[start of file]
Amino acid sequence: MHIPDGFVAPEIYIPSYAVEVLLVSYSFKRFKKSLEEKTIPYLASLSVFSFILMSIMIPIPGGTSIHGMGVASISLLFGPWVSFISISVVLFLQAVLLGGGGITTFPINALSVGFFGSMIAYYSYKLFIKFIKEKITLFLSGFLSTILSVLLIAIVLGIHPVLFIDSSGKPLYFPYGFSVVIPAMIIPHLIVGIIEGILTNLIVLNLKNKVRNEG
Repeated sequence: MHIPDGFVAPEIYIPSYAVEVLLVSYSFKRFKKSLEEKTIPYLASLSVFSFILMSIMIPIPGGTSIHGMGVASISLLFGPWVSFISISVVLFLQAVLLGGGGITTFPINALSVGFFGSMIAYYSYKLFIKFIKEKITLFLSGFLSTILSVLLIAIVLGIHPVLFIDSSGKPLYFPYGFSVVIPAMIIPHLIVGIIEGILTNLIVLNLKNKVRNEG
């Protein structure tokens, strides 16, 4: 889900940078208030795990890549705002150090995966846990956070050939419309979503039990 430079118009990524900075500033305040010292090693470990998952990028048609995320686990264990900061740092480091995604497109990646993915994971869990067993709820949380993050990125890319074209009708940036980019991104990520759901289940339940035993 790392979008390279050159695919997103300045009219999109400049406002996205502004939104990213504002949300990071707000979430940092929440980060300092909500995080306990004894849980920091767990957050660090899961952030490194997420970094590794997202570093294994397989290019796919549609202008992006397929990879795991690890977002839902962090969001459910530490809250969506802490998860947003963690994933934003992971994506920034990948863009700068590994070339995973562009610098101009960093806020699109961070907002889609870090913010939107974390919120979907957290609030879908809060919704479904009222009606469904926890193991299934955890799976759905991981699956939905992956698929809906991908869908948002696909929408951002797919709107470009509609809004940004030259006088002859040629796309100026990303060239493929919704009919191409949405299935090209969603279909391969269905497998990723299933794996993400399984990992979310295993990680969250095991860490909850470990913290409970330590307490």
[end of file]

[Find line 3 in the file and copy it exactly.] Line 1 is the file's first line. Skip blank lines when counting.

């Protein structure tokens, strides 16, 4: 889900940078208030795990890549705002150090995966846990956070050939419309979503039990 430079118009990524900075500033305040010292090693470990998952990028048609995320686990264990900061740092480091995604497109990646993915994971869990067993709820949380993050990125890319074209009708940036980019991104990520759901289940339940035993 790392979008390279050159695919997103300045009219999109400049406002996205502004939104990213504002949300990071707000979430940092929440980060300092909500995080306990004894849980920091767990957050660090899961952030490194997420970094590794997202570093294994397989290019796919549609202008992006397929990879795991690890977002839902962090969001459910530490809250969506802490998860947003963690994933934003992971994506920034990948863009700068590994070339995973562009610098101009960093806020699109961070907002889609870090913010939107974390919120979907957290609030879908809060919704479904009222009606469904926890193991299934955890799976759905991981699956939905992956698929809906991908869908948002696909929408951002797919709107470009509609809004940004030259006088002859040629796309100026990303060239493929919704009919191409949405299935090209969603279909391969269905497998990723299933794996993400399984990992979310295993990680969250095991860490909850470990913290409970330590307490």